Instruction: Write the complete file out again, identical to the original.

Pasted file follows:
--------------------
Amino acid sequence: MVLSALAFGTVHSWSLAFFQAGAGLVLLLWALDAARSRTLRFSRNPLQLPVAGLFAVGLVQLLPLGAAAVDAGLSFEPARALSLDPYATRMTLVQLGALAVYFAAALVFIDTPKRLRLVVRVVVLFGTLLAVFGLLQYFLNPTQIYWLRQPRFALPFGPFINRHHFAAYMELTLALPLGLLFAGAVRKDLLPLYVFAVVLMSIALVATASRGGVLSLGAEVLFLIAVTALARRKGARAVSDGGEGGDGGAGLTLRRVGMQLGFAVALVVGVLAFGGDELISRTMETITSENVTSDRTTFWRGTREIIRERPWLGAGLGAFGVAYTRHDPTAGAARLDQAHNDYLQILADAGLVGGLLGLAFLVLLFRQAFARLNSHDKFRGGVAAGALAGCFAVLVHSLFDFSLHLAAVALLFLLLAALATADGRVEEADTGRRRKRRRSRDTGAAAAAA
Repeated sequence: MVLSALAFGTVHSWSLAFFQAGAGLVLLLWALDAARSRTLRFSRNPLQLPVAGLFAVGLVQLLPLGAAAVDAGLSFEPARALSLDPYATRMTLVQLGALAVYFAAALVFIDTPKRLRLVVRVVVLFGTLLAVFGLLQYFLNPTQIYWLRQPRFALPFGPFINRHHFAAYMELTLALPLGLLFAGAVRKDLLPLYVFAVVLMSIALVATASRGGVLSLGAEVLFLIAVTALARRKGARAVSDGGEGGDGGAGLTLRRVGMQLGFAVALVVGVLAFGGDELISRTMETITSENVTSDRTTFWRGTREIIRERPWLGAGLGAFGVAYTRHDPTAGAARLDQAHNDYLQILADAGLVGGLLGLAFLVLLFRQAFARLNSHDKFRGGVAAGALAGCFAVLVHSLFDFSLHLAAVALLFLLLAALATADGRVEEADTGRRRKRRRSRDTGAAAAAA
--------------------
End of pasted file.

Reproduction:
Amino acid sequence: MVLSALAFGTVHSWSLAFFQAGAGLVLLLWALDAARSRTLRFSRNPLQLPVAGLFAVGLVQLLPLGAAAVDAGLSFEPARALSLDPYATRMTLVQLGALAVYFAAALVFIDTPKRLRLVVRVVVLFGTLLAVFGLLQYFLNPTQIYWLRQPRFALPFGPFINRHHFAAYMELTLALPLGLLFAGAVRKDLLPLYVFAVVLMSIALVATASRGGVLSLGAEVLFLIAVTALARRKGARAVSDGGEGGDGGAGLTLRRVGMQLGFAVALVVGVLAFGGDELISRTMETITSENVTSDRTTFWRGTREIIRERPWLGAGLGAFGVAYTRHDPTAGAARLDQAHNDYLQILADAGLVGGLLGLAFLVLLFRQAFARLNSHDKFRGGVAAGALAGCFAVLVHSLFDFSLHLAAVALLFLLLAALATADGRVEEADTGRRRKRRRSRDTGAAAAAA
Repeated sequence: MVLSALAFGTVHSWSLAFFQAGAGLVLLLWALDAARSRTLRFSRNPLQLPVAGLFAVGLVQLLPLGAAAVDAGLSFEPARALSLDPYATRMTLVQLGALAVYFAAALVFIDTPKRLRLVVRVVVLFGTLLAVFGLLQYFLNPTQIYWLRQPRFALPFGPFINRHHFAAYMELTLALPLGLLFAGAVRKDLLPLYVFAVVLMSIALVATASRGGVLSLGAEVLFLIAVTALARRKGARAVSDGGEGGDGGAGLTLRRVGMQLGFAVALVVGVLAFGGDELISRTMETITSENVTSDRTTFWRGTREIIRERPWLGAGLGAFGVAYTRHDPTAGAARLDQAHNDYLQILADAGLVGGLLGLAFLVLLFRQAFARLNSHDKFRGGVAAGALAGCFAVLVHSLFDFSLHLAAVALLFLLLAALATADGRVEEADTGRRRKRRRSRDTGAAAAAA